What is most interesting to see in the film is the images of city life in Moscow and the Communistic mindset of its citizens, even the children. When Khottabych desires to bestow upon Volka a palace with his name engraved on a plaque outside the gate, Volka adamantly refuses such a gift unless it is donated to his school and shared among his fellow students. An odd but admirable statement for a child to make. When Khottabych is upset with Volka's teacher, Olga, he desires to curse her but this, too, Volka puts an end to. He goes to great lengths to persuade the old man that he loves and admires his teacher. If this were an American film, Volka would be clapping his hands at the thought of his teacher having a curse put on her! Ah yes...the differences in cultures. 

Old Man Khottabych won the Moscow International Film Festival Award and the Vancouver International Film Festival Award upon its release in 1957. It was released in the States three years later under the title The Flying Carpet and is currently available on DVD, dubbed in three different languages with subtitles in thirteen different languages. Unfortunately, this is a Russia-issued DVD, so unless you have a region-free player you are better off viewing the film here on Youtube. It is not only in HD but also features English subtitles. Even old man Khottabych could not conjure up a copy of the film so easily as this! 

Saturday, March 31, 2018

On the Set of The Ten Commandments ( 1956 )

Tonight, as part of television tradition, ABC will be airing The Ten Commandments in honor of Passover week. For those who are unfamiliar with the film ( were you wandering in the desert wilderness with Moses? ), this 4-hour production tells the story from the Old Testament of Moses, the prince of Egypt ( portrayed by Charlton Heston ), who discovered that he was the true son of a Hebrew slave woman and renounced the throne to join his people. Years later, on Mount Sinai working as a shepherd, he hears the voice of the Lord speak to him, selecting him to lead these Hebrews out of slavery and out of Egypt into the Promised Land.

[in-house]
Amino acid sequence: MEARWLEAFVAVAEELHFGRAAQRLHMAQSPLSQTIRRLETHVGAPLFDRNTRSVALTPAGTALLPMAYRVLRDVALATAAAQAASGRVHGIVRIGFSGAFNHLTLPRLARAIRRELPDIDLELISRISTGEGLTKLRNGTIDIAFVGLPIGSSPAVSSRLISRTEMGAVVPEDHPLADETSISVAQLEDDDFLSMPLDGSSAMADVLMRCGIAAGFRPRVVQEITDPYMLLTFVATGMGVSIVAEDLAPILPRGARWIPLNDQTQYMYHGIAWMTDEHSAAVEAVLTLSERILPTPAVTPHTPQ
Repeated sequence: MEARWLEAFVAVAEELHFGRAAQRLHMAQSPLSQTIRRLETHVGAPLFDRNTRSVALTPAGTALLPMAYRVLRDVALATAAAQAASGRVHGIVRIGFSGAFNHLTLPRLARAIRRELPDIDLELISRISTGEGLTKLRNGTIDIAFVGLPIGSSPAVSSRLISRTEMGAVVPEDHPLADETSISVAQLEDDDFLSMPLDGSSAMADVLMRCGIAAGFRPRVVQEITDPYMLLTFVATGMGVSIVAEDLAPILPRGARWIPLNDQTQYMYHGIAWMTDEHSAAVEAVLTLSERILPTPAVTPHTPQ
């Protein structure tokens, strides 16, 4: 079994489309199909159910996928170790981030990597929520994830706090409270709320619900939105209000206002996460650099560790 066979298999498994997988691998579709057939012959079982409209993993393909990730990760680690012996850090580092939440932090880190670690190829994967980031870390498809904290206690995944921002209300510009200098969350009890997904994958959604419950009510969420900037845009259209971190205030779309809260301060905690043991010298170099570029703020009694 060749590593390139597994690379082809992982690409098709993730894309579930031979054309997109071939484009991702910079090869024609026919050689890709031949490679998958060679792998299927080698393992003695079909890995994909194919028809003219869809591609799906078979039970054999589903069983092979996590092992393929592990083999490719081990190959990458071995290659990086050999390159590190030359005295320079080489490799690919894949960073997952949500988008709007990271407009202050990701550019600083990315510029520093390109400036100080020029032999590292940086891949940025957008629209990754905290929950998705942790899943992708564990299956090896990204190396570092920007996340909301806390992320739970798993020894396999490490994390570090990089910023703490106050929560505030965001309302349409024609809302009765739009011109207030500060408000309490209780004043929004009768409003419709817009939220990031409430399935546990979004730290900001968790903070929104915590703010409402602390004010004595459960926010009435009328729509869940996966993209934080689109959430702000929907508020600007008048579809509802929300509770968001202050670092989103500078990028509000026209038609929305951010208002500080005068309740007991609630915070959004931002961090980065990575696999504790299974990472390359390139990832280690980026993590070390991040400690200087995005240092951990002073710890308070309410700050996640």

2018 marks the 55th year that this epic Cecil B. DeMille production has been televised on ABC ( except for 1999, the only year they dropped it )...and so, to honor and join in the celebration of this favorite annual occasion, we have compiled a little gallery of snapshots featuring behind-the-scenes photos taken on the set of The Ten Commandments

Happy Passover and a Blessed Easter to all of our readers! 

John Carradine, Martha Scott, Charlton Heston, Olive Deering, and Anne Baxter discuss the script with director Cecil B. DeMille. 
Charlton Heston, dressed as Prince Moses, stands in front of one of the many massive sets seen in the film. 
"Hello, valet service? Would you bring my chariot around to the front gate in ten minutes? Thank you!"
Filming the spectacular scene featuring Moses' return from his journey to Ethiopia. 
Yul, with his ever-present camera, capturing a snapshot of a gritty looking Moses in chains. 
Heston gets his chains tightened for Moses' dramatic entrance.
Cecil B. DeMille getting a light-reading for the opening sequence featuring Miriam and Baby Moses in the reeds. 
The construction of Bithiah's bathing pavilion, complete with palm trees. 
Yvonne DeCarlo seeing what the behind-the-camera viewpoint is like. 
Anne Baxter, as Nefertari, smiles at the camera while Cecil B. DeMille gives some last-minute direction to Yul Brynner.
Extras waiting in the blazing California sun to make their brief appearance in the movie.
Donald O'Connor visits the set during the filming of the brick-making scene. 
Charlton Heston gives Yul Brynner a good-luck handshake before filming commences. 
Charlton Heston and extras standing before the "blue screen". Heston still strikes a powerful figure, even without the parting sea behind him.


Yvonne De Carlo, as Sephora, modeling her shepherd's gown for a wardrobe test. 
Edith Head discusses a wardrobe matter with DeMille about one of Sephora's costumes, while Yvonne DeCarlo adjusts her earring.
A John Jenson sketch of one of the costumes worn by Dathan ( Edward G. Robinson ). Perhaps another actor was considered for the role of Dathan because this man hardly resembles Robinson!
Heston, as Moses, poses for this costume test. This is the shaggy shepherd suit he wears before he heads up to Mt. Sinai to be transfigured.
Nina Foch, as Bithiah, lounging in one of the many beautiful Edith Head costumes seen in The Ten Commandments.